An Open Letter to Newsweek, Google, and others
envisioning a new era of citizen engagement in government
2.0" in Newsweek Dec 1, 2008
Many people are waking up to how digital technology is generating
new possibilities for citizen engagement in governance. And some
also recognize the additional potential offered by our rapidly developing
"social technologies" -- new ways for citizens to come
together face-to-face for conversation and action.
While the Internet does make mass citizen participation possible,
its ability to generate COLLECTIVELY INTELLIGENT citizen guidance
for policy-makers is limited. Generating true public policy wisdom
requires high-quality, informed face-to-face dialogue and deliberation
-- diverse citizens creatively exploring, comparing and weighing
options together towards a coherent decision about a public issue.
But how do we get deliberative coherence from a population of millions?
The revolutionary answer is... the same way we do with juries and
public opinion polls: convene a randomly selected microcosm of the
whole country: a small group -- a dozen to several hundred people
-- whose members approximate the actual diversity of our nation.
(This approach can also work at state and local levels, but the
focus here is the whole nation.)
President Obama could convene tried-and-true, jury-style citizen
deliberative councils like (1) British Columbia's remarkable 2004
Citizens Assembly on Electoral Reform, (2) the official Consensus
Conferences used by Denmark's Parliament to evaluate new technologies,
or (3) the internationally popular Citizens Juries created by the
United States' own Jefferson Center. These randomly selected microcosm
groups get balanced briefings about the issue they're considering.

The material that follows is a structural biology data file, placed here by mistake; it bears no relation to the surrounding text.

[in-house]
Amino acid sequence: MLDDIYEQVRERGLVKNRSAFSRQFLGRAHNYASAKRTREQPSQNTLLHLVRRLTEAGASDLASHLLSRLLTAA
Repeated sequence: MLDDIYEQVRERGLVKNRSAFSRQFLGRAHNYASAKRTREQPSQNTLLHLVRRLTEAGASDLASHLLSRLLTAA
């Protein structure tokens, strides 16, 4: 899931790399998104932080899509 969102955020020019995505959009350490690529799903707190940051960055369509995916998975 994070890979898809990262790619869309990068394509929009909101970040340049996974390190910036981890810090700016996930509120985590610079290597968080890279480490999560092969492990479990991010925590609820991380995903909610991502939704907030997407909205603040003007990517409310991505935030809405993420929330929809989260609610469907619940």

They take testimony from -- and cross-examine -- diverse expert
witnesses. Then they deliberate to make recommendations they publicly
announce to policy-makers, media and the citizenry.
These leading-edge "policy juries" could be used to generate
collectively intelligent recommendations on any issue, grounded
in the knowledge of diverse experts and the values and experience
of diverse citizens. President Obama could go three innovative steps
further and (a) provide a public record of their briefings, hearings,
and deliberations, available online; (b) have them do web research
as part of their deliberative agendas and (c) submit their findings
to online public forums and on-the-ground community gatherings across
the country, where they can be debated and compared with other policy
proposals. This would engage the whole nation with the best efforts
of these potent citizen deliberative councils.
By stepping out of partisan politics into a "politics of the
whole" in this powerful way -- by taking the unifying spirit
of his campaign to the next level -- President Obama would in effect
be creating a "President 3.0". Rather than simply using
the Internet to further individual expression and interest-group
activism -- the usual political uses of Web 2.0 -- he would actually
be developing the public wisdom and collective intelligence capacity
of our whole country.
But he and we will need to keep in mind an important dynamic: When
Google CEO Eric Schmidt says, "A community will always make
a better decision than an individual," he is unfortunately
overlooking the proven -- and widely recognized -- phenomenon of
"groupthink". The truth is that there are conditions where
collective activity generates collective intelligence and others
in which such activity generates collective stupidity. Much knowledge
exists about the different conditions that predictably lead us into
one state or the other. We need to get smart about using that knowledge.
So how would all this come about? Clearly, President Obama could
spearhead this revolution in our politics and governance. But if
the President doesn't want to innovate Governance 3.0, Google or
any of dozens of other thoughtful, well-resourced groups and individuals
or emerging grassroots networks could do it. There's nothing stopping
us but our own bias towards partisanship. It's time -- high time
-- we got over that. There's a sane, healthy future just waiting
for us to gather our collective wits into collective wisdom, using
our diversity creatively.
During his campaign, Obama opened the door to that future. Citizen
deliberative councils offer a very powerful way for all of us to
walk through it together.
The Co-Intelligence Institute
Author: THE TAO OF DEMOCRACY: USING CO-INTELLIGENCE
TO CREATE A WORLD THAT WORKS FOR ALL
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